Can Eds Catch Up With The Net?
At an Apr. 28 Internet and electronic-commerce trade show in New York, Susan Scrupski-Miranda, a consultant at IT Services Advisory, noticed a stark difference between the Electronic Data Systems Corp. booth and those of the other vendors. No one was visiting the EDS exhibit. "It was empty. That spoke volumes about EDS's credibility in the [market]," she says.
There's no question that the onetime king of computer services has slipped. It's still a $17 billion giant, but growth has stalled, and it trails far behind IBM in the new high-margin market for technology consultants: helping companies launch E-business setups. That's where the crowds that weren't at the EDS booth have gone--and where EDS needs to be. Sure enough, on Apr. 29, in his first meeting with analysts, EDS's new chief executive, Richard H. Brown, promised big changes, including an E-commerce push. "The EDS you see one year from today will be very different from the company you know now," he said.
Creating a credible E-commerce strategy is only one of Brown's many challenges. He has plans to cut more than $1 billion in costs, improve EDS's relationship with its top customer, former parent General Motors Corp., and streamline the outsourcing business. Brown aims to grab share by boosting EDS's growth above his market's 14% to 16% annual rate--even though last year, revenues rose 11%, while net before special items fell 11%, to $840 million. In the first quarter, with a $380 million charge for a new round of layoffs, EDS had a net loss of $21 million.
DECISIVE ACTION. Even for Brown, the former Cable & Wireless PLC chief, it's an ambitious plan. But even if investors question whether EDS can pull it off, they welcome the initiative. "You've seen more action in three months down there than you've seen in the previous five years," says shareholder Kenneth G. Langone of Invemed Associates Inc.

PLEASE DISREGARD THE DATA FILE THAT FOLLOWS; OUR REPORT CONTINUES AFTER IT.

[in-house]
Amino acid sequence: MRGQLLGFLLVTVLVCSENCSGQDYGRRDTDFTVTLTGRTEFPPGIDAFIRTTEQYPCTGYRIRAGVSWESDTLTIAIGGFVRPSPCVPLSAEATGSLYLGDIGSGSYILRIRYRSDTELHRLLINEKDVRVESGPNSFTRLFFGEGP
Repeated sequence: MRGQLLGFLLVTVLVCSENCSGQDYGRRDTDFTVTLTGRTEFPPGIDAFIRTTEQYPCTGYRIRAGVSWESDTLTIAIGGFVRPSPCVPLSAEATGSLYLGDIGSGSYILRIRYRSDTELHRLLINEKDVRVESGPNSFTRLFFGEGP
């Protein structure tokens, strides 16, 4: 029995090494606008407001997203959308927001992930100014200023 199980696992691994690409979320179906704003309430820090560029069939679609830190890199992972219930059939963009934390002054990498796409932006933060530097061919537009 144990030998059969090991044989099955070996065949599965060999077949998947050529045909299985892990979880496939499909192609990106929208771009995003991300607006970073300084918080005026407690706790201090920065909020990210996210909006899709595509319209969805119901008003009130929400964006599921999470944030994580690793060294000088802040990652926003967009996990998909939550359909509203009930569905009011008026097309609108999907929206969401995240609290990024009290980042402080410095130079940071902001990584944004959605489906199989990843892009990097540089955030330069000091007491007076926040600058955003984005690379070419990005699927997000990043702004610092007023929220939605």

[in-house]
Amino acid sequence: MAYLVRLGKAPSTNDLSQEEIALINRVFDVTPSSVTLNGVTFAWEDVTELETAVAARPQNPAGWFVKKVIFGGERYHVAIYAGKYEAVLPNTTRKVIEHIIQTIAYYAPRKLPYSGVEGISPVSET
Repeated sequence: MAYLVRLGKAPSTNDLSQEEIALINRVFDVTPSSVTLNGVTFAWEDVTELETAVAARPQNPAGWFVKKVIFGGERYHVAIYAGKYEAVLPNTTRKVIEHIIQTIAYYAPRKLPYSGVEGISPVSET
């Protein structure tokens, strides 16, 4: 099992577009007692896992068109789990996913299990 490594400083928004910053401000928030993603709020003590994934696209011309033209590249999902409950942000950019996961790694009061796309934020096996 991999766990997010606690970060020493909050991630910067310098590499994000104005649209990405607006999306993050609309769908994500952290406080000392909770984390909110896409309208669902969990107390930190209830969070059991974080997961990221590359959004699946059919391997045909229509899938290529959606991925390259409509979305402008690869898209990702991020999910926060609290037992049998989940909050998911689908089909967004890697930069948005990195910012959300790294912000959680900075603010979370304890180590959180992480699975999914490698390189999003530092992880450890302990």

Brown's reputation for decisive action has pushed the stock from $41 just before he was named in December to about $53. He has cut 5,200 jobs, or about 4% of the workforce, replaced more than a half-dozen top execs, axed the bottom 20% of the sales force, created a new performance-appraisal and compensation system, and dropped such perks as 2,000 executive cars.
A key part of the growth strategy is making EDS a top player in electronic commerce. To create the E-Business Solutions unit, Brown is gathering 20,000 people from seven businesses with skills spanning consulting, Web design, electronic-payment services, and call-center operations. And he vows to work more with EDS's A.T. Kearney consulting arm, though Kearney is struggling to reignite its own growth (BW--May 10). Kearney might, for instance, help a client with a Web-based supply-chain strategy, while EDS would design an electronic-procurement system and manage transaction processing.
The new chief of the $2 billion unit, Gary B. Moore, a 26-year EDS veteran, reports directly to Brown. "The world really doesn't have an appreciation for what we have here," says Moore, who recently ran manufacturing. Moore, 49, rose through the technical ranks. As head of Hitachi Data Systems, once part-owned by EDS, he doubled sales and market share from 1989 to 1992. He pegs the global market for E-business Solutions at $200 billion, with an annual growth rate of more than 20%. And, he says, "We have plans to grow a lot faster than that." Analysts say EDS is well positioned to offer one-stop E-commerce consulting, if it pulls its resources together. "It's a little late to the game, but the game is just in the first or second inning," says Howard Anderson, managing director of market researcher Yankee Group.
But can the ungainly EDS move quickly enough for the Internet world? "If you're a dot-com, would you ever go to EDS? Probably not," says Gajen Kandiah, vice-president for interactive solutions at Cambridge Technology Partners, a tech services rival. But for the first time in years, the exec running EDS has his foot on the accelerator.
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